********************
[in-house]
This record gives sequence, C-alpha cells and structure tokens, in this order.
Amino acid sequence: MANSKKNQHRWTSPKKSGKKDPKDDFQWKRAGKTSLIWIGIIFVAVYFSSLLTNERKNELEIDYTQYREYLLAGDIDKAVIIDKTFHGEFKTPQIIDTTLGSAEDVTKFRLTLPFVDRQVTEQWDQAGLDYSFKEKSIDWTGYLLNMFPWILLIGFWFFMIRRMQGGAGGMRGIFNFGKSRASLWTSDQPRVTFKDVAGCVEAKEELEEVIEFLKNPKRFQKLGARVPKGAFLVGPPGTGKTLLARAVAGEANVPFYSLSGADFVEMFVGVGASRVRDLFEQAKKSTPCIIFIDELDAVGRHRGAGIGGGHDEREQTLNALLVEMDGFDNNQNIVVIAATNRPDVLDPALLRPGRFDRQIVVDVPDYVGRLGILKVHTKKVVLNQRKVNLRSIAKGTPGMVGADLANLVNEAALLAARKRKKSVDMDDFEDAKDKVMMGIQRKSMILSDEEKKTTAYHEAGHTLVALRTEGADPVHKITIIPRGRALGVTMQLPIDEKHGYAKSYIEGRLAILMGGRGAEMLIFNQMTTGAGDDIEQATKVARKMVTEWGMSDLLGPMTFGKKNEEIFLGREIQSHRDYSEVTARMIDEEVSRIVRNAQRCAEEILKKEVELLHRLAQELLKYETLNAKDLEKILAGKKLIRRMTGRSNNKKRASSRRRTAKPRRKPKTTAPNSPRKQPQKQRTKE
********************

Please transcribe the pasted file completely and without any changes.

[in-house]
This record gives sequence, C-alpha cells and structure tokens, in this order.
Amino acid sequence: MANSKKNQHRWTSPKKSGKKDPKDDFQWKRAGKTSLIWIGIIFVAVYFSSLLTNERKNELEIDYTQYREYLLAGDIDKAVIIDKTFHGEFKTPQIIDTTLGSAEDVTKFRLTLPFVDRQVTEQWDQAGLDYSFKEKSIDWTGYLLNMFPWILLIGFWFFMIRRMQGGAGGMRGIFNFGKSRASLWTSDQPRVTFKDVAGCVEAKEELEEVIEFLKNPKRFQKLGARVPKGAFLVGPPGTGKTLLARAVAGEANVPFYSLSGADFVEMFVGVGASRVRDLFEQAKKSTPCIIFIDELDAVGRHRGAGIGGGHDEREQTLNALLVEMDGFDNNQNIVVIAATNRPDVLDPALLRPGRFDRQIVVDVPDYVGRLGILKVHTKKVVLNQRKVNLRSIAKGTPGMVGADLANLVNEAALLAARKRKKSVDMDDFEDAKDKVMMGIQRKSMILSDEEKKTTAYHEAGHTLVALRTEGADPVHKITIIPRGRALGVTMQLPIDEKHGYAKSYIEGRLAILMGGRGAEMLIFNQMTTGAGDDIEQATKVARKMVTEWGMSDLLGPMTFGKKNEEIFLGREIQSHRDYSEVTARMIDEEVSRIVRNAQRCAEEILKKEVELLHRLAQELLKYETLNAKDLEKILAGKKLIRRMTGRSNNKKRASSRRRTAKPRRKPKTTAPNSPRKQPQKQRTKE